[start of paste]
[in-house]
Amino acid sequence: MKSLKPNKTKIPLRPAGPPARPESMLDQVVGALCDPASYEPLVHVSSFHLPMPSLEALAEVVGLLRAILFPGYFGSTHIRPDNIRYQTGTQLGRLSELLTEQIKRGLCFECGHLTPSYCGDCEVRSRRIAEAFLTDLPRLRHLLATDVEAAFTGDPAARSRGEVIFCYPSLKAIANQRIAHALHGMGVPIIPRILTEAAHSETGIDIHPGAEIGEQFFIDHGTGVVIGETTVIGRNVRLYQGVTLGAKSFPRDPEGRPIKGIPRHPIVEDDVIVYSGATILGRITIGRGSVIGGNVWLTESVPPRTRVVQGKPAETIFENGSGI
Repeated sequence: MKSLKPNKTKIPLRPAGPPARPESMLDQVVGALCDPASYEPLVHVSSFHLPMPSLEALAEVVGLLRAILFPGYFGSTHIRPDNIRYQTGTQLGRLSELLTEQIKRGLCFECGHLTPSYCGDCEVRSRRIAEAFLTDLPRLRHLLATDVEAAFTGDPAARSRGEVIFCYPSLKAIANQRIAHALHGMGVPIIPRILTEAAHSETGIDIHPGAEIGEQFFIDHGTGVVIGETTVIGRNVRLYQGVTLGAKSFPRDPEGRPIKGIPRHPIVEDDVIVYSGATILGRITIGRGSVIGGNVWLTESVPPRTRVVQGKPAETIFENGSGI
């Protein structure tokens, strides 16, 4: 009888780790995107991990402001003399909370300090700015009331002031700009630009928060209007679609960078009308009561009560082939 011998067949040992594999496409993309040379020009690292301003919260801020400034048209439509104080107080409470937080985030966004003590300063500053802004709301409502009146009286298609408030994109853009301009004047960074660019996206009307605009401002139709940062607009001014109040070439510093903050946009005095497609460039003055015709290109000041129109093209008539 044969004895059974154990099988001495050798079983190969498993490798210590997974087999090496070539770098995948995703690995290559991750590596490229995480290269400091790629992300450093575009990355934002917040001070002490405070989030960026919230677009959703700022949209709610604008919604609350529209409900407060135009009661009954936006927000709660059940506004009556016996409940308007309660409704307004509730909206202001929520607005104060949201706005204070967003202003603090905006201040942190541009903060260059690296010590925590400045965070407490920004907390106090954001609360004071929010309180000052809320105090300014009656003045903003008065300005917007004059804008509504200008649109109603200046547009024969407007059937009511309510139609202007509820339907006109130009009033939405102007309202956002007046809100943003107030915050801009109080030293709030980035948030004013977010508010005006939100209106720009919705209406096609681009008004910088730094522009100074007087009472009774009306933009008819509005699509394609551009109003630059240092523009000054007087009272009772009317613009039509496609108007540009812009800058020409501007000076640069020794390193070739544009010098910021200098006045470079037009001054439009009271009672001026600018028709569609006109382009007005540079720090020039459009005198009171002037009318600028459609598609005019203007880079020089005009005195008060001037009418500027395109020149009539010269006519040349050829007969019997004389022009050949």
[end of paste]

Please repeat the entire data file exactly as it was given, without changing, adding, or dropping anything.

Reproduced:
[in-house]
Amino acid sequence: MKSLKPNKTKIPLRPAGPPARPESMLDQVVGALCDPASYEPLVHVSSFHLPMPSLEALAEVVGLLRAILFPGYFGSTHIRPDNIRYQTGTQLGRLSELLTEQIKRGLCFECGHLTPSYCGDCEVRSRRIAEAFLTDLPRLRHLLATDVEAAFTGDPAARSRGEVIFCYPSLKAIANQRIAHALHGMGVPIIPRILTEAAHSETGIDIHPGAEIGEQFFIDHGTGVVIGETTVIGRNVRLYQGVTLGAKSFPRDPEGRPIKGIPRHPIVEDDVIVYSGATILGRITIGRGSVIGGNVWLTESVPPRTRVVQGKPAETIFENGSGI
Repeated sequence: MKSLKPNKTKIPLRPAGPPARPESMLDQVVGALCDPASYEPLVHVSSFHLPMPSLEALAEVVGLLRAILFPGYFGSTHIRPDNIRYQTGTQLGRLSELLTEQIKRGLCFECGHLTPSYCGDCEVRSRRIAEAFLTDLPRLRHLLATDVEAAFTGDPAARSRGEVIFCYPSLKAIANQRIAHALHGMGVPIIPRILTEAAHSETGIDIHPGAEIGEQFFIDHGTGVVIGETTVIGRNVRLYQGVTLGAKSFPRDPEGRPIKGIPRHPIVEDDVIVYSGATILGRITIGRGSVIGGNVWLTESVPPRTRVVQGKPAETIFENGSGI
């Protein structure tokens, strides 16, 4: 009888780790995107991990402001003399909370300090700015009331002031700009630009928060209007679609960078009308009561009560082939 011998067949040992594999496409993309040379020009690292301003919260801020400034048209439509104080107080409470937080985030966004003590300063500053802004709301409502009146009286298609408030994109853009301009004047960074660019996206009307605009401002139709940062607009001014109040070439510093903050946009005095497609460039003055015709290109000041129109093209008539 044969004895059974154990099988001495050798079983190969498993490798210590997974087999090496070539770098995948995703690995290559991750590596490229995480290269400091790629992300450093575009990355934002917040001070002490405070989030960026919230677009959703700022949209709610604008919604609350529209409900407060135009009661009954936006927000709660059940506004009556016996409940308007309660409704307004509730909206202001929520607005104060949201706005204070967003202003603090905006201040942190541009903060260059690296010590925590400045965070407490920004907390106090954001609360004071929010309180000052809320105090300014009656003045903003008065300005917007004059804008509504200008649109109603200046547009024969407007059937009511309510139609202007509820339907006109130009009033939405102007309202956002007046809100943003107030915050801009109080030293709030980035948030004013977010508010005006939100209106720009919705209406096609681009008004910088730094522009100074007087009472009774009306933009008819509005699509394609551009109003630059240092523009000054007087009272009772009317613009039509496609108007540009812009800058020409501007000076640069020794390193070739544009010098910021200098006045470079037009001054439009009271009672001026600018028709569609006109382009007005540079720090020039459009005198009171002037009318600028459609598609005019203007880079020089005009005195008060001037009418500027395109020149009539010269006519040349050829007969019997004389022009050949």